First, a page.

The Constitution of the United States of America: Analysis and Interpretation (popularly known as the Constitution Annotated) contains legal analysis and interpretation of the United States Constitution, based primarily on Supreme Court case law. This regularly updated resource is especially useful when researching the constitutional implications of a specific issue or topic. It includes a chapter on the 19th Amendment.
This exhibit tells the story of the seventy-two-year campaign for women’s suffrage. Drawing from the personal collections of Susan B. Anthony, Elizabeth Cady Stanton, Lucy Stone, Mary Church Terrell, Carrie Chapman Catt, Harriet Stanton Blatch and others, along with the records of the National American Woman Suffrage Association and National Woman’s Party, the exhibition explores women’s long struggle for equality.
These images were selected to meet requests regularly received by the Library of Congress Prints and Photographs Division. They include portraits of women who campaigned for women's rights, particularly voting rights, and suffrage campaign scenes, cartoons, and ephemera. An accompanying women's suffrage timeline features many of the images.
Search the Library's collections of prints and photographs to find additional images related to women's suffrage and the 19th Amendment.
Designed as a first stop for Library of Congress researchers working in the field of American women's history, this site contains an expanded and fully searchable version of an award-winning research guide redesigned for online use, with added illustrations and links to existing and newly digitized material located throughout the Library of Congress Web site. Search this research guide to find information about the Library's collections related to women's suffrage, as well as links to digitized materials.
The General Collections of the Library of Congress constitute most of the books and bound periodicals published since 1800. Part of the American Women series, this research guide highlights primary and secondary sources about American women's history.
Part of the American Women series, this essay tells the story of the parade, including the mistreatment of marchers by rowdy crowds and inept police, the contested participation of African American women, and the parade's impact on the larger suffrage movement.
Presented in this guide are collection materials found in the Library's Motion Picture, Broadcasting, and Recorded Sound Division that explore the Women's Suffrage movement and offer an exciting glimpse into the struggle for the vote.
The Student Discovery Sets bring together historical artifacts and one-of-a-kind documents on a wide range of topics, including women's suffrage. Interactive tools let students zoom in, draw to highlight details, and conduct open-ended primary source analysis. Full teaching resources are available for each set.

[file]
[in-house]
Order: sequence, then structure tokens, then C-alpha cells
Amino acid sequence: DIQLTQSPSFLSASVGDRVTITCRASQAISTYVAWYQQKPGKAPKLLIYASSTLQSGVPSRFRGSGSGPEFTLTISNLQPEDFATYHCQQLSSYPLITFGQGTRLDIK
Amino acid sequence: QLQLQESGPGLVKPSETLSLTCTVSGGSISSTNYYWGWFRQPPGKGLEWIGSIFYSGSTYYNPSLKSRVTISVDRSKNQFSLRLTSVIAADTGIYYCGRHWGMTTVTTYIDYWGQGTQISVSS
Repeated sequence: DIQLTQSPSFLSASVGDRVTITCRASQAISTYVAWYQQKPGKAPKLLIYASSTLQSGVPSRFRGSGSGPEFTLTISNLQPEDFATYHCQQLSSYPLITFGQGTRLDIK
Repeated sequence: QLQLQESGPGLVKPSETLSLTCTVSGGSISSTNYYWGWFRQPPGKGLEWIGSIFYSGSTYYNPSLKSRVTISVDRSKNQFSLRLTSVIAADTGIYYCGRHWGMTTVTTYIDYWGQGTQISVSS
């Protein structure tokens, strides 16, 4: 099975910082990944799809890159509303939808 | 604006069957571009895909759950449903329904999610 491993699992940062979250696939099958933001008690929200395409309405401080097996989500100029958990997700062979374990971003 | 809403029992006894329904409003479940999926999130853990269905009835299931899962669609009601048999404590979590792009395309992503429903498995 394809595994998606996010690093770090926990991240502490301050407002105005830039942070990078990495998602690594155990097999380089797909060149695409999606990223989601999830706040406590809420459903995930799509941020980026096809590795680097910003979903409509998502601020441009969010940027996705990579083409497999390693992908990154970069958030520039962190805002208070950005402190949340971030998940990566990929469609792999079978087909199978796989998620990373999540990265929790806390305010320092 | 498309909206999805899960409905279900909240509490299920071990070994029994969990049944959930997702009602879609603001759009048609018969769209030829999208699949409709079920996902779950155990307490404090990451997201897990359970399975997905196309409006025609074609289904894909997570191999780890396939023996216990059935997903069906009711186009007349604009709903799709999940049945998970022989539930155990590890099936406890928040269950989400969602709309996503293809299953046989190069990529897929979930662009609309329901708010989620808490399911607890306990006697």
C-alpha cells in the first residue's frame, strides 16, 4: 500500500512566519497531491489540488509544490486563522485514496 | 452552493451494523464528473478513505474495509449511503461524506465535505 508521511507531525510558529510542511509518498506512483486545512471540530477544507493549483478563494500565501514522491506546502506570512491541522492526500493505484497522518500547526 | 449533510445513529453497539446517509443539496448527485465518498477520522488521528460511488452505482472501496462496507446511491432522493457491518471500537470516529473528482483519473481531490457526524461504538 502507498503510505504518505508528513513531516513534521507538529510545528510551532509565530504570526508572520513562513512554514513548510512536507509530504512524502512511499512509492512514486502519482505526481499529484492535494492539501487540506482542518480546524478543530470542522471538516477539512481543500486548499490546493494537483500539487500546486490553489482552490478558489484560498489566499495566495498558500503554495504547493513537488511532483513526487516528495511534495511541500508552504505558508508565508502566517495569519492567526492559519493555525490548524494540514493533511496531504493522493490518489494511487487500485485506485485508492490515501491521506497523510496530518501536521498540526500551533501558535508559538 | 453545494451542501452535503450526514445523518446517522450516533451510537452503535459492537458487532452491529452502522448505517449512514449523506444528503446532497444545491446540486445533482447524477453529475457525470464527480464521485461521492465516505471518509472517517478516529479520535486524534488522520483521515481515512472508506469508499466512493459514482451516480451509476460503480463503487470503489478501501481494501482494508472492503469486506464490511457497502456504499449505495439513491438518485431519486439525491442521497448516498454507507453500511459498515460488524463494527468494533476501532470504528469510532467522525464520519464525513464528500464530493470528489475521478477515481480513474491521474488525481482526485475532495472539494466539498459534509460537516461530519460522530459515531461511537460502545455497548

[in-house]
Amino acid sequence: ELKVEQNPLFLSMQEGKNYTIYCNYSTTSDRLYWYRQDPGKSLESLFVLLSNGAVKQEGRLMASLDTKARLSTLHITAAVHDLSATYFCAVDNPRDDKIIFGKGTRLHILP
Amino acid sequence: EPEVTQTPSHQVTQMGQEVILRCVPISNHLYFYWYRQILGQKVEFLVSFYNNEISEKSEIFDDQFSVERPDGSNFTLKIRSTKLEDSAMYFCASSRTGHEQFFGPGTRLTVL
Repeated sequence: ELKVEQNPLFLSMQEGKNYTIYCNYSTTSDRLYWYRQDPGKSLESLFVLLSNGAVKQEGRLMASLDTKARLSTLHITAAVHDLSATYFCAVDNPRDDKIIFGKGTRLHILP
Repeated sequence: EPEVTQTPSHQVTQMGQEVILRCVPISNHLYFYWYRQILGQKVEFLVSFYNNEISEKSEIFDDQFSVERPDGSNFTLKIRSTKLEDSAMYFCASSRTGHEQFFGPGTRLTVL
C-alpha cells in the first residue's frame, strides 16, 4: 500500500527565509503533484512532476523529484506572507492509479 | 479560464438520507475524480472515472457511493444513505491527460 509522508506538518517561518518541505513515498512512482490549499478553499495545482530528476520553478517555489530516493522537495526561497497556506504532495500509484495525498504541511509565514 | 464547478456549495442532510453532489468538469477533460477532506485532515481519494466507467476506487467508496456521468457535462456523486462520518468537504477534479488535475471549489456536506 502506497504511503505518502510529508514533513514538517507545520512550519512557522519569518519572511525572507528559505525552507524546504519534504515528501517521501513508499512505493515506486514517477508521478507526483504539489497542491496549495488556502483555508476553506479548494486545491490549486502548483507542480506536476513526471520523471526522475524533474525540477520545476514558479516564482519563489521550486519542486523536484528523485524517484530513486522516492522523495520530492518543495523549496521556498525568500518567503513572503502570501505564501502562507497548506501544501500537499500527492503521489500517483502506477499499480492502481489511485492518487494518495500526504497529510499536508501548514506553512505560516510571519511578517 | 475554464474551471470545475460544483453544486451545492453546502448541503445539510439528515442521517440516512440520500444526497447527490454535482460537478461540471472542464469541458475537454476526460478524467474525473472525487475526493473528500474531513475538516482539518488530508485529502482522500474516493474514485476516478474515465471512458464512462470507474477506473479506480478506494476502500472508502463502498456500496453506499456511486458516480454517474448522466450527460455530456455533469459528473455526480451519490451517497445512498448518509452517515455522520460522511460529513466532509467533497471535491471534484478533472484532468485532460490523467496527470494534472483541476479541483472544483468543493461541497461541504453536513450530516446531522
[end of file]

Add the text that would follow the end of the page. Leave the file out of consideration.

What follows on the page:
Political and social reformer Lucretia Coffin Mott was born on January 3, 1793 in Nantucket, Massachusetts to a Quaker family. In 1848, Mott, Stanton, and three other women launched the woman’s rights movement in the United States by calling the Seneca Falls Convention. Following the Civil War and the passage of the Fourteenth and Fifteenth Amendments, Mott joined the National Woman Suffrage Association (NWSA), formed in 1869.
On November 12, 1815, Elizabeth Cady Stanton, spokesperson for the rights of women, was born in Johnstown, New York. Stanton formulated the philosophical basis of the woman suffrage movement, blazing a trail many feared to follow.
On December 10, 1869, John Campbell, governor of the Wyoming Territory, approved the first law in U.S. history explicitly granting women the right to vote. Commemorated in later years as Wyoming Day, the event was one of many firsts for women achieved in the Equality State.
With this simple question, Carrie S. Burnham began her argument, made before the Supreme Court of Pennsylvania on April 3 and April 4, 1873, for her right to vote. “It is not simply,” Burnham reasoned, “whether I shall be protected in the exercise of my inalienable right and duty of self-government, but whether a government, the mere agent of the people, …can deny to any portion of its intelligent, adult citizens participation therein and still hold them amenable to its laws…”
Ten suffragists were arrested on August 28, 1917, as they picketed the White House. The protesters were there in an effort to pressure President Woodrow Wilson to support the proposed “Anthony amendment” to the Constitution that would guarantee women the right to vote.
On June 4, 1919, Congress, by joint resolution, approved the woman’s suffrage amendment and sent it to the states for ratification. The House of Representatives had voted 304-89 and the Senate 56-25 in favor of the amendment.